The word meaning of jnana is wisdom or knowledge; hence jnana mudra is the gesture of intuitive knowledge. Knowledge is known as Gyan in Hindi. So the name Gyan Mudra.
It is also called Dhyana mudra. Dhyana means meditation. This symbol is frequently used in meditation.
Mahabhuta (Basic elements) involved: agni (fire) and vayu (wind) in the balanced state as the tips are joined.
Read related: Mudra – The Science Of Gesture: Benefits, Types, How To Practice
Procedure of Jnana Mudra:
Sit in any comfortable posture with relaxed body and mind. Join the tips of thumb and index finger of both the hands with the palms facing downwards. Straighten the other three fingers of both the hands so that they are slightly apart and relaxed. Place the hands on the knees. Concentrate on breathing pattern.
Benefits of Gyan Mudra:
- It creates a circuit which allows the energy that would dissipate into the environment to travel back through the body and up to the brain.
- It promotes concentration
- It calms and stabilizes mind.
- Regular practice of this mudra boosts memory.
- It improves sleep
- Mudra should be practiced with both hands.
- There should be mild pressure between the touching fingers.
- Keep unused fingers reasonably straight but not rigid; as far as possible do not move the fingers or arms while practicing mudras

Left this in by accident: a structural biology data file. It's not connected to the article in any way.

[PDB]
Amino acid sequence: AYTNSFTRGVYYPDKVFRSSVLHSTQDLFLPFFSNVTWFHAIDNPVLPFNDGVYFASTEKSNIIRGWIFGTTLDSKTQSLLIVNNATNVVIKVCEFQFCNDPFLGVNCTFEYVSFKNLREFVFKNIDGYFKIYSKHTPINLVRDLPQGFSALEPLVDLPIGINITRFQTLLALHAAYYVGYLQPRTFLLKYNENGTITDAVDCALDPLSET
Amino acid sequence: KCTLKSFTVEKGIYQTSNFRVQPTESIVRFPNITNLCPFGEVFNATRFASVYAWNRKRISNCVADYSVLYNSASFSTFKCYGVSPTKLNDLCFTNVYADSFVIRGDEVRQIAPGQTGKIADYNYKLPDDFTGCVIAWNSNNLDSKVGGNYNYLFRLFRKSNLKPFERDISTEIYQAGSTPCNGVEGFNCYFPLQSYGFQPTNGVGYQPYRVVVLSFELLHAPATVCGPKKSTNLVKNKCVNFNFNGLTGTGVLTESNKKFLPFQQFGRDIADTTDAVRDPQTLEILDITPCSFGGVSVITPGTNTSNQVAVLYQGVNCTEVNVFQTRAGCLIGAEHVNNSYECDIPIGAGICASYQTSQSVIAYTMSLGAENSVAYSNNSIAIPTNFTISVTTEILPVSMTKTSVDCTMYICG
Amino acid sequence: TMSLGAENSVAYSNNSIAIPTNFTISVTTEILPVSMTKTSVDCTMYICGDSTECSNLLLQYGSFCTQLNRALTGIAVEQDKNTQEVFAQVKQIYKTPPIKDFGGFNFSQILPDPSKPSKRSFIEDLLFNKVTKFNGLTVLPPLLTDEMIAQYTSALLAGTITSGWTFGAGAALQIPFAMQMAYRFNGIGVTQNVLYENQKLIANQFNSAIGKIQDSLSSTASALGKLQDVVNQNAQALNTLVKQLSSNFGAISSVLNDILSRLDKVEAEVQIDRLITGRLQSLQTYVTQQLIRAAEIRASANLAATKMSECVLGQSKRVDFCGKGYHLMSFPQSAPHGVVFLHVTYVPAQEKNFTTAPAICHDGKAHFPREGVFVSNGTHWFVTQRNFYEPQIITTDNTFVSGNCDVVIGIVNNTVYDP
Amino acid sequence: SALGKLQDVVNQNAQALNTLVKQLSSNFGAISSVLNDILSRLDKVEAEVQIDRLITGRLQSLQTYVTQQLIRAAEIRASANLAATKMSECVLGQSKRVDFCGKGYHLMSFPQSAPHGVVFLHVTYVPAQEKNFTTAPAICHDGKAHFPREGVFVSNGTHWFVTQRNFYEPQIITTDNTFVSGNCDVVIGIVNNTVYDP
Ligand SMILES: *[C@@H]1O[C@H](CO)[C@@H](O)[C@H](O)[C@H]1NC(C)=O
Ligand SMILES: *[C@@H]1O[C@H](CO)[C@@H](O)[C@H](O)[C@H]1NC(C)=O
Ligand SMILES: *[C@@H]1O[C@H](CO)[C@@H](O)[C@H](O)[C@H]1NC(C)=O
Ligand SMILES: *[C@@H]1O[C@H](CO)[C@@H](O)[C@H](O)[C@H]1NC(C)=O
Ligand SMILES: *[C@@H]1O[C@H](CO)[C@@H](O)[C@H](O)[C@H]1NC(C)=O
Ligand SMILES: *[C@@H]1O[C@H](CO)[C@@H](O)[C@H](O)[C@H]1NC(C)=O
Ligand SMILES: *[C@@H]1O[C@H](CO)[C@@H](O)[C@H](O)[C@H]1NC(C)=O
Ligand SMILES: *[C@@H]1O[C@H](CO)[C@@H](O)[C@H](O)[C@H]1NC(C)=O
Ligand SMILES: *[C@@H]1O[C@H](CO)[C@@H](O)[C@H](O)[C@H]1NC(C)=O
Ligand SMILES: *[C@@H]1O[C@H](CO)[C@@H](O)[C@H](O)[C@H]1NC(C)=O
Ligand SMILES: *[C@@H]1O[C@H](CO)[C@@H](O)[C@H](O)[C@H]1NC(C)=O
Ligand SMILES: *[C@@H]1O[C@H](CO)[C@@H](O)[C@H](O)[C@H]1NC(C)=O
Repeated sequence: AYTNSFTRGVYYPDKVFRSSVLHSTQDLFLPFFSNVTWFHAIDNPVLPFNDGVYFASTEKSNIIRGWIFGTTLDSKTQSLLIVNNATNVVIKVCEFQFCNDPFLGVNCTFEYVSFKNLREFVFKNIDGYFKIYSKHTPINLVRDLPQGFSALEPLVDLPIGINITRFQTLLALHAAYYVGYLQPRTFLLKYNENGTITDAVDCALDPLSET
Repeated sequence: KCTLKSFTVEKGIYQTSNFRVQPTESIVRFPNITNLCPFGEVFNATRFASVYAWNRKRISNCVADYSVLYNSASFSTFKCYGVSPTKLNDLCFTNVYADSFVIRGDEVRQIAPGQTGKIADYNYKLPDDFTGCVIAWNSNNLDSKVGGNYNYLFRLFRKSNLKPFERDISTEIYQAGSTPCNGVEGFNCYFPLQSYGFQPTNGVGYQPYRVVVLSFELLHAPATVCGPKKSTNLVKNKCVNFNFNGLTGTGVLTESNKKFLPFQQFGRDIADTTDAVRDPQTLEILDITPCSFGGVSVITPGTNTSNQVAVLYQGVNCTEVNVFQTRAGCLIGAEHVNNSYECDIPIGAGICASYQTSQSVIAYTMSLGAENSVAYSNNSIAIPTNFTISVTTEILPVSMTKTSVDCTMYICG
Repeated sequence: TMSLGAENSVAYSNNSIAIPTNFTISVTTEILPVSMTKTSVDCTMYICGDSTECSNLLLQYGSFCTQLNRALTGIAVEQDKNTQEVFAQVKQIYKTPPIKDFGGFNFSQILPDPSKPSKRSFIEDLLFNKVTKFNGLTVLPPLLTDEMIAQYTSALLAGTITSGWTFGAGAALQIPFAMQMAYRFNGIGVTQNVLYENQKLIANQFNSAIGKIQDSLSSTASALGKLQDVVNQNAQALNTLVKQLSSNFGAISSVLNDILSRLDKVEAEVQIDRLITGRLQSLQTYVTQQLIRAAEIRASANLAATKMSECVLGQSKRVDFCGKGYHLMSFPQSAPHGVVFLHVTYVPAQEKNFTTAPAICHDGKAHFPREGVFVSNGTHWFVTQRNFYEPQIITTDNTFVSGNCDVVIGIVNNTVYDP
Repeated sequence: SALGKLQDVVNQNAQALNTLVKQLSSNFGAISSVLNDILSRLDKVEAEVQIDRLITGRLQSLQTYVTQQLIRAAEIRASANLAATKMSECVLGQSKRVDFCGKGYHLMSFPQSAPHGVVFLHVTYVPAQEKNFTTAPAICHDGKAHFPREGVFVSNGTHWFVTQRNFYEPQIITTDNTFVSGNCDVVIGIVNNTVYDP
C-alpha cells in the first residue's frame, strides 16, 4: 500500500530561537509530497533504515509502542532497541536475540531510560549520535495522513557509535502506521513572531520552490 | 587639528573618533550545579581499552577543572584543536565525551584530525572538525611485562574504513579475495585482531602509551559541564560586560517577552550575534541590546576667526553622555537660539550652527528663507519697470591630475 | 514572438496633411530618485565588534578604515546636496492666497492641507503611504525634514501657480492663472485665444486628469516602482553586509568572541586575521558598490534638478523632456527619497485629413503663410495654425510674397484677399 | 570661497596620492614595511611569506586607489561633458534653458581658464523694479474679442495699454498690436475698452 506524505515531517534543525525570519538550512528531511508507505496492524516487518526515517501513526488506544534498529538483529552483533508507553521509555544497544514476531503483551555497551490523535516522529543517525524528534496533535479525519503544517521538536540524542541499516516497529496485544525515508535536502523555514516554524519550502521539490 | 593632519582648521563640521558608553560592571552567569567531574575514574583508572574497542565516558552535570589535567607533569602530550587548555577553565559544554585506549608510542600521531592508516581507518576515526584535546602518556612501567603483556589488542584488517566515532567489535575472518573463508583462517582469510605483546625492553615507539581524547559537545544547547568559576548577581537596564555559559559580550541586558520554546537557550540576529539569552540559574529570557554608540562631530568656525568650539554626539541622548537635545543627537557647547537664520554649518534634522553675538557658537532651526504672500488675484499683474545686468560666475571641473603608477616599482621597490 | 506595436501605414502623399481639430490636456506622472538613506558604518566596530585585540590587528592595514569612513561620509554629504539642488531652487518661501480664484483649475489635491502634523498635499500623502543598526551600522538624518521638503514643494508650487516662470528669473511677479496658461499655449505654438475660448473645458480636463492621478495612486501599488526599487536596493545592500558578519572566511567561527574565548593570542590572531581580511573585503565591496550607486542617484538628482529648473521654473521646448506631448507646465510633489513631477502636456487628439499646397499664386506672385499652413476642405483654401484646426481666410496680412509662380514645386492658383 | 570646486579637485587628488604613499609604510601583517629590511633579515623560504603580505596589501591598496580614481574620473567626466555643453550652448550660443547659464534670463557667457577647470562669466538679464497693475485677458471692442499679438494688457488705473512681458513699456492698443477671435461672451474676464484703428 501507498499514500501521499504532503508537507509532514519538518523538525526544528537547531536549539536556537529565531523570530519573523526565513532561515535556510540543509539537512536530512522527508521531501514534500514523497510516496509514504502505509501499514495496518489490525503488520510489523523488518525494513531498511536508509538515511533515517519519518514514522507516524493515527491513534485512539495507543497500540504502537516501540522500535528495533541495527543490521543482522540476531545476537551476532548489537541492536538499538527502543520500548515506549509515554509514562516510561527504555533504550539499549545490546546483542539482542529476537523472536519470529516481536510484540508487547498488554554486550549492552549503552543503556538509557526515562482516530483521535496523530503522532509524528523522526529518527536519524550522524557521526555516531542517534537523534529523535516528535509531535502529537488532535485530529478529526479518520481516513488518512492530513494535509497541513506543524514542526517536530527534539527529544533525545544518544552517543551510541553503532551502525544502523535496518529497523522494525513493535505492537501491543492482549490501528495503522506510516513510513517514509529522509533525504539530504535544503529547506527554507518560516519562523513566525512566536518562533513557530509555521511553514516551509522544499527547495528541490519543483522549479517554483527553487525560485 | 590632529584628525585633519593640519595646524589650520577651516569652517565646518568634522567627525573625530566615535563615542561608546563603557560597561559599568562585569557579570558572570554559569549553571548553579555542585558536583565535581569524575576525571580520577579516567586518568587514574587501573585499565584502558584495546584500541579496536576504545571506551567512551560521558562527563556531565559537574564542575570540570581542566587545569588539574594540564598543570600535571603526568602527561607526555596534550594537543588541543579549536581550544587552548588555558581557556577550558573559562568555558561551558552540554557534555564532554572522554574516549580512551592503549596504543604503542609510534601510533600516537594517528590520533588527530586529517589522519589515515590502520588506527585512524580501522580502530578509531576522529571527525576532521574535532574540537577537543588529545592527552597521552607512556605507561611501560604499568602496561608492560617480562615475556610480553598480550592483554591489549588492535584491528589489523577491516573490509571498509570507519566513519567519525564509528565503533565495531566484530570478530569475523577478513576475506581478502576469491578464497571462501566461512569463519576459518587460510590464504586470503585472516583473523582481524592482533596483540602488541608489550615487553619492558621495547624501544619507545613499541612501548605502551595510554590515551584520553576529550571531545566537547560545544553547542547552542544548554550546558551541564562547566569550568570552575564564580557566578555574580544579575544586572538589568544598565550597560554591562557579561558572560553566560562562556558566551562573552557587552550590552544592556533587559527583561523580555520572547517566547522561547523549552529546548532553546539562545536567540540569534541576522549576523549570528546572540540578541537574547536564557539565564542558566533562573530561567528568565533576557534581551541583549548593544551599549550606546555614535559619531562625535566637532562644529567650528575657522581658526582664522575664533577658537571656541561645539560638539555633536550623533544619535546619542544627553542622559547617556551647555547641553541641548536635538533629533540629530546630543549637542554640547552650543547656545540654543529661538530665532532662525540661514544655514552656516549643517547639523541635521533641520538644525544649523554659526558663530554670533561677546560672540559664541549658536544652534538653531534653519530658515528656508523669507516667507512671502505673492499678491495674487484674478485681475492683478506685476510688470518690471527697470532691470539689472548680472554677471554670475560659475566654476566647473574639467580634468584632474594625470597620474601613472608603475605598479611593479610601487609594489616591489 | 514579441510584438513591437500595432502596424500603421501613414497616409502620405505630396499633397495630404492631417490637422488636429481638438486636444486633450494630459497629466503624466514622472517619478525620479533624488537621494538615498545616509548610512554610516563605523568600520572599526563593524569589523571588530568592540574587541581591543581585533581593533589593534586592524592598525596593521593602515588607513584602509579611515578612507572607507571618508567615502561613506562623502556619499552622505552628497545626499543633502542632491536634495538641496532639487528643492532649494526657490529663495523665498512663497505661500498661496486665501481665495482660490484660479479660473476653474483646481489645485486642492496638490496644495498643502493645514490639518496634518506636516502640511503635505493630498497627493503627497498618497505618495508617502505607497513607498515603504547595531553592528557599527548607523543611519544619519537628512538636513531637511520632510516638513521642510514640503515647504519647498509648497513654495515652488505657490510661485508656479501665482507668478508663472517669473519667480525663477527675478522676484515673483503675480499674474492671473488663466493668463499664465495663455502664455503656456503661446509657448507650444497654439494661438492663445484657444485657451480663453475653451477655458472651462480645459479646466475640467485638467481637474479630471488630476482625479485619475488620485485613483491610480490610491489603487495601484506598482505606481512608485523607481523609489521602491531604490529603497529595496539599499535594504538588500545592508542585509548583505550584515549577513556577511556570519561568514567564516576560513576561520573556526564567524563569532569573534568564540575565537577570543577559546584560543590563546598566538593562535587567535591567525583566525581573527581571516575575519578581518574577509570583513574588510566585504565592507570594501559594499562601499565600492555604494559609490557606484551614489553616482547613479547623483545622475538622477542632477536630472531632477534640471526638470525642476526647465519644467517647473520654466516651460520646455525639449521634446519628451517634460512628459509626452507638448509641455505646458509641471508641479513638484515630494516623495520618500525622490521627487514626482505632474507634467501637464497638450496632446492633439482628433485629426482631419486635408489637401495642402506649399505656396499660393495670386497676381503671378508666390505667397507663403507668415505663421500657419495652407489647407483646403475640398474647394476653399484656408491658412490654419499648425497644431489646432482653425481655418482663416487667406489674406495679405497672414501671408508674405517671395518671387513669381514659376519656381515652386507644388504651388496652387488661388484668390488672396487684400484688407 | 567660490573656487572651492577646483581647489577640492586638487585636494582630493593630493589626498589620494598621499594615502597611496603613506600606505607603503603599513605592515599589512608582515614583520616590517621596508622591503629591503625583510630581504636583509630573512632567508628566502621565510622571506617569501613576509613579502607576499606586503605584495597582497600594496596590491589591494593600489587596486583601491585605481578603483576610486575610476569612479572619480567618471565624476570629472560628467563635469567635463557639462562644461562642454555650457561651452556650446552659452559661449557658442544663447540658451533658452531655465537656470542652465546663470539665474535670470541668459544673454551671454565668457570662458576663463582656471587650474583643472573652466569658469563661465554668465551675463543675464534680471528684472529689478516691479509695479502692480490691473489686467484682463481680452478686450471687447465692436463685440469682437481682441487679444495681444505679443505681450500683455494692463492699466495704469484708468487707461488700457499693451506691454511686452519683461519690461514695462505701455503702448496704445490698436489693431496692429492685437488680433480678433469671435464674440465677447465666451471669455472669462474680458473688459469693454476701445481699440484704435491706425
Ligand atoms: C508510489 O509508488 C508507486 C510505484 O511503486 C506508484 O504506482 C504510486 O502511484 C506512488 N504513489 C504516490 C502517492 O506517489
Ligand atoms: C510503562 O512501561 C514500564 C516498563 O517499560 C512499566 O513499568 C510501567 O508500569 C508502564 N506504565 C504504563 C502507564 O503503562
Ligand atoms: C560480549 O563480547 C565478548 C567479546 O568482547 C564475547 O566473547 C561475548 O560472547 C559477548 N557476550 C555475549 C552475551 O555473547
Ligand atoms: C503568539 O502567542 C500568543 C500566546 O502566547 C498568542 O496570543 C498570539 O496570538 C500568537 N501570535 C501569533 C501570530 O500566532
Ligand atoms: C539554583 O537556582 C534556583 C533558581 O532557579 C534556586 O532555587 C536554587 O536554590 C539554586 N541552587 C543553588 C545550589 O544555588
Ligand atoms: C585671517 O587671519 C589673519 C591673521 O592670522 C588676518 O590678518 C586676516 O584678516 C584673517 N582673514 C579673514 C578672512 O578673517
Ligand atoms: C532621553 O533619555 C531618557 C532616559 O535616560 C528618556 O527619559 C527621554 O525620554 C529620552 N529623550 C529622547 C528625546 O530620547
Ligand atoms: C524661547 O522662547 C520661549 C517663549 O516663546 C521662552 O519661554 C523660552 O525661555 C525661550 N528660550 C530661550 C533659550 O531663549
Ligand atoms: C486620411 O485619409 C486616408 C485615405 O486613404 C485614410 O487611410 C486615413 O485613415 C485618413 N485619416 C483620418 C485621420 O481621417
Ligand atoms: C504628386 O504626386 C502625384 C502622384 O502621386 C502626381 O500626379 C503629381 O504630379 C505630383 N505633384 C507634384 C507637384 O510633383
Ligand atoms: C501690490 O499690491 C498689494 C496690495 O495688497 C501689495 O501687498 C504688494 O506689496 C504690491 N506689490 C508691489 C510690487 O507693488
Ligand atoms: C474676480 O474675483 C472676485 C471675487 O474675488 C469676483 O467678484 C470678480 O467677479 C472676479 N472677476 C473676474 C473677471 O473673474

- The best time for the Sadhana is in the morning.
- Mudras should not be practiced for half to one hour after the meals
- Mudras can be safely practiced in 15-20 minutes sittings, 2-3 times a day or single sittings of 30 – 45 minutes.
According to Bihar school of yoga, Swami Satyananda Saraswati, explains that Jnana mudra and Chin mudra may also be practiced with the index fingers folded so that they touch the inside root of the thumbs. This variation may seem to be more secure to the beginners for prolonged periods of meditation, as the thumb and index finger tend to separate more easily when body awareness is lost.
Symbolically the middle, ring and little finger represent the three gunas(quality) of nature: sattva-luminosity and harmony; rajas-activity and creativity; and tamas-stability. These 3 states must be transcended in order to consciousness to pass through from ignorance to knowledge. The index finger represents individual consciousness, the jivatma, and the thumb symbolizes supreme consciousness.
In both jnana and chin mudra, the individual consciousness (index finger) is bowing to the supreme consciousness (thumb) acknowledging its unsurpassed power. In the practice of these mudras, the effect is very subtle and it requires great sensitivity of the practitioner to perceive the changes in consciousness.
By Dr. Smitha Bhat
Alva’s Ayurveda Medical College,
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